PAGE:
Sentinel staff report–
For the past five years, Citrus Heights has seen an average of just 16 new housing units constructed per year. But on Thursday, the City Council is expected to give final approval for a 260-home development project near Sunrise Boulevard and Greenback Lane that would rapidly boost the number of new homes being built in the city.
Public discussion about the massive, 56-acre Mitchell Farms housing development was first presented by Watt Communities in 2016 and was followed by the nearly year-long preparation of an environmental impact report for the proposal. Last month, the city’s planning commission voted 5-1 to recommend the city council approve the project, a vote which is slated to occur at the council’s Aug. 23 meeting at city hall.
Following a public hearing, the council will vote on whether to certify the project’s extensive environmental impact report, as well as adopt a related General Plan amendment, and approve a tentative map and several associated permits for the project. The council will also introduce for a first reading an ordinance re-zoning the property to become the “Mitchell Farms Special Planning Area.”
As previously reported, the housing is planned to be spread out into three general communities, with a large 23-acre swath down the middle remaining undeveloped due to a 100-year flood plain associated with Arcade Creek. Under an agreement with the Sunrise Recreation and Parks District, the undeveloped acreage would become part of the parks district and would be maintained using funds from a property tax assessment fee paid annually by each homeowner in the development.
According to a city staff report, the development would have an average density of 8.1 homes per acre, with housing spread out into three general communities and three types of housing targeted towards different buyers. Homes would range in size from about 1,400-square-feet to 2,100-square-feet, and would include 78 standard single-family homes, 110 “alley-loaded” units, and 72 “patio” units, which are groups of 2 to 8 single-family units accessed from a central alley.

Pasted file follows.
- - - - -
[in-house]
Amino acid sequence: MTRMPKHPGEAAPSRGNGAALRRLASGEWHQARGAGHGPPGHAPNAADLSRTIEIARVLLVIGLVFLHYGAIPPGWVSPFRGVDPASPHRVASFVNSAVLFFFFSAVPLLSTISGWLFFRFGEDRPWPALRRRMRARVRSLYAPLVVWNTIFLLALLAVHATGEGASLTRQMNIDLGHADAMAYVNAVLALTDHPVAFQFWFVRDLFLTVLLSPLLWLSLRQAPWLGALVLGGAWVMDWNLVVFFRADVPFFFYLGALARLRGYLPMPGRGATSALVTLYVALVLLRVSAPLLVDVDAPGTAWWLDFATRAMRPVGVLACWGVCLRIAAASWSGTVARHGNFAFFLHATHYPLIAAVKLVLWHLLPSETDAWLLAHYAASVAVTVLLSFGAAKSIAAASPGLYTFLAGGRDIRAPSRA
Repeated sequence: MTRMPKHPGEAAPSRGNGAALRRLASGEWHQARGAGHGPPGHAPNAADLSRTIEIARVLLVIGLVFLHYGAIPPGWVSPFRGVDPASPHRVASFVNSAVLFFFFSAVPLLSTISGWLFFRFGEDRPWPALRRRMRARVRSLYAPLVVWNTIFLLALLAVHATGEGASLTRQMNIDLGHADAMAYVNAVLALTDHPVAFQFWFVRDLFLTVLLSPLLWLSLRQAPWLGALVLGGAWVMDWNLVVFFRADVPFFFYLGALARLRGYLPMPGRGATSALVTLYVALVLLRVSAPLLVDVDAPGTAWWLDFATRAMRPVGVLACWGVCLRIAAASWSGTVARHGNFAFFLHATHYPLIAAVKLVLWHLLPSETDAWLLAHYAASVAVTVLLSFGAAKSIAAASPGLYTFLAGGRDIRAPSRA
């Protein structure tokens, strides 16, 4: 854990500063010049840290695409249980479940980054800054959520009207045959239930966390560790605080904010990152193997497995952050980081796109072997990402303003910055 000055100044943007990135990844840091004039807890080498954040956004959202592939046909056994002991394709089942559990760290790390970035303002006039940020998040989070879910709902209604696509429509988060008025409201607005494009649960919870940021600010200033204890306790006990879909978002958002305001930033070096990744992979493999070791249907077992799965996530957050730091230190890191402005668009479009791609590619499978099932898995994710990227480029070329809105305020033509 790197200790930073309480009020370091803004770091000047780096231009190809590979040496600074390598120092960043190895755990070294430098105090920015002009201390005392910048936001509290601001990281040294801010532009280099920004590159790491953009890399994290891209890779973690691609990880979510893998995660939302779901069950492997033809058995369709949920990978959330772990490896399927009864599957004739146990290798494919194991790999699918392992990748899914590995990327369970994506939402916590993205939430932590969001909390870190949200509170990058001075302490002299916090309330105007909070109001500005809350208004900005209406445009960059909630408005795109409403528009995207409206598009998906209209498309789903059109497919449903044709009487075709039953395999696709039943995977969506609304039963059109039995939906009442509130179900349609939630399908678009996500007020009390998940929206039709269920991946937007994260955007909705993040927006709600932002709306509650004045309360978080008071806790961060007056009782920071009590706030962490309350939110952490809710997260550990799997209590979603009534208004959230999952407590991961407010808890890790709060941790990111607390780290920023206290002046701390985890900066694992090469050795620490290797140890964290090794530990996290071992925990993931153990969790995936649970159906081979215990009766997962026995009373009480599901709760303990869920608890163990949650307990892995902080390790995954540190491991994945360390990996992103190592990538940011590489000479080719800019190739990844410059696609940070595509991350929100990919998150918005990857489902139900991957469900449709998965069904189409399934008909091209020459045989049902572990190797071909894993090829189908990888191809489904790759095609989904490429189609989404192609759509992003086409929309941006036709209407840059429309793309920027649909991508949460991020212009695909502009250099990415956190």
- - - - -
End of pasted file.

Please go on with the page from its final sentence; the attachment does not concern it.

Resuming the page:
A map of the project shows homes would be accessible through two entrances on Arcadia Drive, with a roundabout, as well as an entrance on Fair Oaks Boulevard, just south of the Heather Downs apartment complex. A vehicle bridge that was initially proposed to connect the northern and southern housing villages was removed from the plans due to concerns about “cut-through” traffic and the developer discovering significantly more costs associated with building the bridge.
The project was popular among planning commissioners during last month’s public hearing, with many commenting on the need for additional housing to help alleviate the housing crisis affecting the state and Commissioner Jack Duncan calling the project “probably the best thing that’s happened to Citrus Heights since becoming a city.” Only 79 new housing units were constructed in Citrus Heights between 2013 and 2017, according to a draft environmental report prepared for the project.
As previously reported by The Sentinel, Commissioner Duncan also ended up being the only “no” vote on the project, citing the decision to remove the connector bridge as one of his reasons. He also cited proposed speed bumps and the lack of a new crosswalk being installed on Arcadia Drive as reasons for his decision to vote against the project.
If approved by the council, construction would likely begin in spring of 2019 and homes would be completed about 12 months later, according to Kevin Webb, Northern California division president for Watt Communities.
See the full city council agenda packet: click here.